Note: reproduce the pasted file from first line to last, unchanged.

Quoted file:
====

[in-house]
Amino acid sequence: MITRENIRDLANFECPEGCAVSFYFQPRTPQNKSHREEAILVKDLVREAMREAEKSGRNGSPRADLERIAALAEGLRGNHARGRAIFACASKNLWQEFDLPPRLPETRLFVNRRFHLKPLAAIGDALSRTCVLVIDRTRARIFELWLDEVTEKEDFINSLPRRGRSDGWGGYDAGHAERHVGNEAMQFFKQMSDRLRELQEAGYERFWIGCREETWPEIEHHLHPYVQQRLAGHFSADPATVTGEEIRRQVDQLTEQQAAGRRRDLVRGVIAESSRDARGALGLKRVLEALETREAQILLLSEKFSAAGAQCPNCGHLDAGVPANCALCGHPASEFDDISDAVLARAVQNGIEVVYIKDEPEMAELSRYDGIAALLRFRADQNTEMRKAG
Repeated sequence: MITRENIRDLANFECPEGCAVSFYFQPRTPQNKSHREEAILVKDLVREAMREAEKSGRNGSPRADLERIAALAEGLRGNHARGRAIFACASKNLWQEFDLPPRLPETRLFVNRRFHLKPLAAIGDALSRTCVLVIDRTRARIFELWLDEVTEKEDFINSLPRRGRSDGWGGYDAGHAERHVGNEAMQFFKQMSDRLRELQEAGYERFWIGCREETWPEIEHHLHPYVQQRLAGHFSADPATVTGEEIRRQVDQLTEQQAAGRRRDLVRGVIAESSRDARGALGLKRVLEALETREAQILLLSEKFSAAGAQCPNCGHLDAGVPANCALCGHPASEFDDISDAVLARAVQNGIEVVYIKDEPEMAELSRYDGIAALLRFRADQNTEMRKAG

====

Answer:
[in-house]
Amino acid sequence: MITRENIRDLANFECPEGCAVSFYFQPRTPQNKSHREEAILVKDLVREAMREAEKSGRNGSPRADLERIAALAEGLRGNHARGRAIFACASKNLWQEFDLPPRLPETRLFVNRRFHLKPLAAIGDALSRTCVLVIDRTRARIFELWLDEVTEKEDFINSLPRRGRSDGWGGYDAGHAERHVGNEAMQFFKQMSDRLRELQEAGYERFWIGCREETWPEIEHHLHPYVQQRLAGHFSADPATVTGEEIRRQVDQLTEQQAAGRRRDLVRGVIAESSRDARGALGLKRVLEALETREAQILLLSEKFSAAGAQCPNCGHLDAGVPANCALCGHPASEFDDISDAVLARAVQNGIEVVYIKDEPEMAELSRYDGIAALLRFRADQNTEMRKAG
Repeated sequence: MITRENIRDLANFECPEGCAVSFYFQPRTPQNKSHREEAILVKDLVREAMREAEKSGRNGSPRADLERIAALAEGLRGNHARGRAIFACASKNLWQEFDLPPRLPETRLFVNRRFHLKPLAAIGDALSRTCVLVIDRTRARIFELWLDEVTEKEDFINSLPRRGRSDGWGGYDAGHAERHVGNEAMQFFKQMSDRLRELQEAGYERFWIGCREETWPEIEHHLHPYVQQRLAGHFSADPATVTGEEIRRQVDQLTEQQAAGRRRDLVRGVIAESSRDARGALGLKRVLEALETREAQILLLSEKFSAAGAQCPNCGHLDAGVPANCALCGHPASEFDDISDAVLARAVQNGIEVVYIKDEPEMAELSRYDGIAALLRFRADQNTEMRKAG